Aziz Abu Sarah of the Center for World Religions, Diplomacy and Conflict Resolution also raised this issue, noting that the inherent danger of using the internet in Syria and the fear Syrians have over their identity being discovered. These elements to information gathering and dissemination serve as major barriers for social media in Syria. But social media also presents unique barriers for people outside of the country in understanding the content as most social media content coming out of Syria is in Arabic and not English or other Western languages. A recent US Institute of Peace briefing highlighted the many problems with relying on social media in understanding Syria due to not only the problems listed above, but also because of social media’s inherent chaotic nature. Despite the huge amounts of information social media gives us on the conflict, without proper analysis (which largely doesn’t exist) to make sense of an extremely complicated and fluid conflict, it is perhaps leading to more confusion rather than better understanding of the facts on the grounds.
Despite these drawbacks, there are ways that social media is being used to positive effect. Two of the projects named in the panel were Syria Tracker and the Women Under Siege project, both of which use crowdsourcing to document violence. These two projects highlight the ability of social media to document crimes as they occur and may ultimately play a role in holding people accountable after the conflict ends. But in the meantime there is only so much social media can cover and only so much impact it can have.
On this last point, Miliband brought up an interesting argument on how social media can influence international politics on Syria. Noting that politics are local and not global, he also commented that information and political pressure has different value based on how it is obtained. “What politicians listen to most are the things that are hard to do rather than the things that are easy to do,” he told the audience. “Someone who is able to go and put themselves on the line to interview someone in real time is a very striking new piece of information…Raising global connections is important but because it is easy for people to do it is easy for politicians to discount.” This may be the biggest drawback of social media as a means of social protest, a fact that is difficult for many to accept given that it is often the only avenue left to ordinary Syrians.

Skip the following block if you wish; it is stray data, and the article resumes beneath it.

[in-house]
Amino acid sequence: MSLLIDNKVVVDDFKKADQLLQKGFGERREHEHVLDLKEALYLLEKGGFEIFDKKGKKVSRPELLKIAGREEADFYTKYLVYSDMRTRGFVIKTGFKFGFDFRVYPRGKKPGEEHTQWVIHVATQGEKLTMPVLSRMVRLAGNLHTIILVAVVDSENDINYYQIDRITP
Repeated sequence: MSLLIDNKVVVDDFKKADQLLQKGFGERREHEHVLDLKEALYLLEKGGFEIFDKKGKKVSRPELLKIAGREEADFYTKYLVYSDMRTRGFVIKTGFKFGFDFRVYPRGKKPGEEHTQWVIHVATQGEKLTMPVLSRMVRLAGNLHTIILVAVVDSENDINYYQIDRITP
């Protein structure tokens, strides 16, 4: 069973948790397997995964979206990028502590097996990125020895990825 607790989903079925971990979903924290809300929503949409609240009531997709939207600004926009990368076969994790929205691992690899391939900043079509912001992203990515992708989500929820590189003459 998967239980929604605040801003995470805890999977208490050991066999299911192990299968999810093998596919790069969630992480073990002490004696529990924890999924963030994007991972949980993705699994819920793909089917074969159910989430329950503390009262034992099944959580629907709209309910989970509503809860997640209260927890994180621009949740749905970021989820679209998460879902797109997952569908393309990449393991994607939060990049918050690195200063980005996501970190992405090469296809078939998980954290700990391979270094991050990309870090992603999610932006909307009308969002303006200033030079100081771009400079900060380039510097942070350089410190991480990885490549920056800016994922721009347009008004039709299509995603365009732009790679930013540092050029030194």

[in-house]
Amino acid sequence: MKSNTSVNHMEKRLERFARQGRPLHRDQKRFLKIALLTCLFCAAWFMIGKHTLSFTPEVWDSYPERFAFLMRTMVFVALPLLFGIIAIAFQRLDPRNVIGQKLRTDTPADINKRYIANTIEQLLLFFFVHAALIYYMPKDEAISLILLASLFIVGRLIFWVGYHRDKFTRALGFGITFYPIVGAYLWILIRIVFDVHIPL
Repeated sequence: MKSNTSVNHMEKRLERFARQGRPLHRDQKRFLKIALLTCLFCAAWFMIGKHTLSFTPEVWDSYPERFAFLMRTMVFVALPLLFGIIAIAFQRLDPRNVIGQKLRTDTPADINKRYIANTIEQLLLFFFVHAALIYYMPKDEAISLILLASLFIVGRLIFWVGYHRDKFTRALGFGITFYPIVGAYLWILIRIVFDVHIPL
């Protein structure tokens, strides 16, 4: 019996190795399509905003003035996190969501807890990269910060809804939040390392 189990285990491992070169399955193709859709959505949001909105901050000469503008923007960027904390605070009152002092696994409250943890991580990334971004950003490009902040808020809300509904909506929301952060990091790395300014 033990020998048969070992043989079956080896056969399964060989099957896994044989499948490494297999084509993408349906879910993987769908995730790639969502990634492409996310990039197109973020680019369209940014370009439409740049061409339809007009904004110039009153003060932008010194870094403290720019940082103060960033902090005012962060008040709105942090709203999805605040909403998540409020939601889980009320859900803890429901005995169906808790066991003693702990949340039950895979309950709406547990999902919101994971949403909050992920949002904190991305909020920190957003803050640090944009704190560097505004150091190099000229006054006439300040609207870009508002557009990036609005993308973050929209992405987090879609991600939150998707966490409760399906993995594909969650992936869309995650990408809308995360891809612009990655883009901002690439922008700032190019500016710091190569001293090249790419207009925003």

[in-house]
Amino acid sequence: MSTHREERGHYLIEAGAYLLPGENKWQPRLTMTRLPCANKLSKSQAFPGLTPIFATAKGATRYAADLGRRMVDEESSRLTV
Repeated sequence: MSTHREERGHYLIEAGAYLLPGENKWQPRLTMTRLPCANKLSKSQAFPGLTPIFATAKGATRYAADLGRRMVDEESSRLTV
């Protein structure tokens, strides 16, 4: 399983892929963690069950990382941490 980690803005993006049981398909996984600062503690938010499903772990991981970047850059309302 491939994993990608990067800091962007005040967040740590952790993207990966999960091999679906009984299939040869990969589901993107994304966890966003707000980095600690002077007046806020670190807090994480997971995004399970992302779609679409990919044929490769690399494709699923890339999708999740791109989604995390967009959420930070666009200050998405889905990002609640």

For the most part these are new issues and ones that the world has not yet developed concrete answers or solutions for. This may be the other legacy social media in the Syrian conflict will leave. Day used her closing remarks to highlight the structural deficiencies at the UN and within the media landscape that the conflict has revealed. Not only have we been able to stop the bloodshed in Syria despite overwhelming information on the atrocities occurring, but we are still struggling to understand how we can prevent future Syrias given what we have learned.
Needless to say, this panel was probably the darkest one hosted at the Social Good Summit this year. Nearly 30 months into the conflict with more than 100,000 dead and millions of refugees, it is increasingly difficult to find a positive silver lining for the conflict. But that does not mean there is no hope; for all the horrors that social media reveals to the world about the atrocities happening in Syria, it also serves as a window to those fighting for freedom and the resilience of the Syrian people. Often with social media it is a truism that with the good comes the bad. In the case of Syria it may be more appropriate to acknowledge that even with the all the bad, there is still good to be found.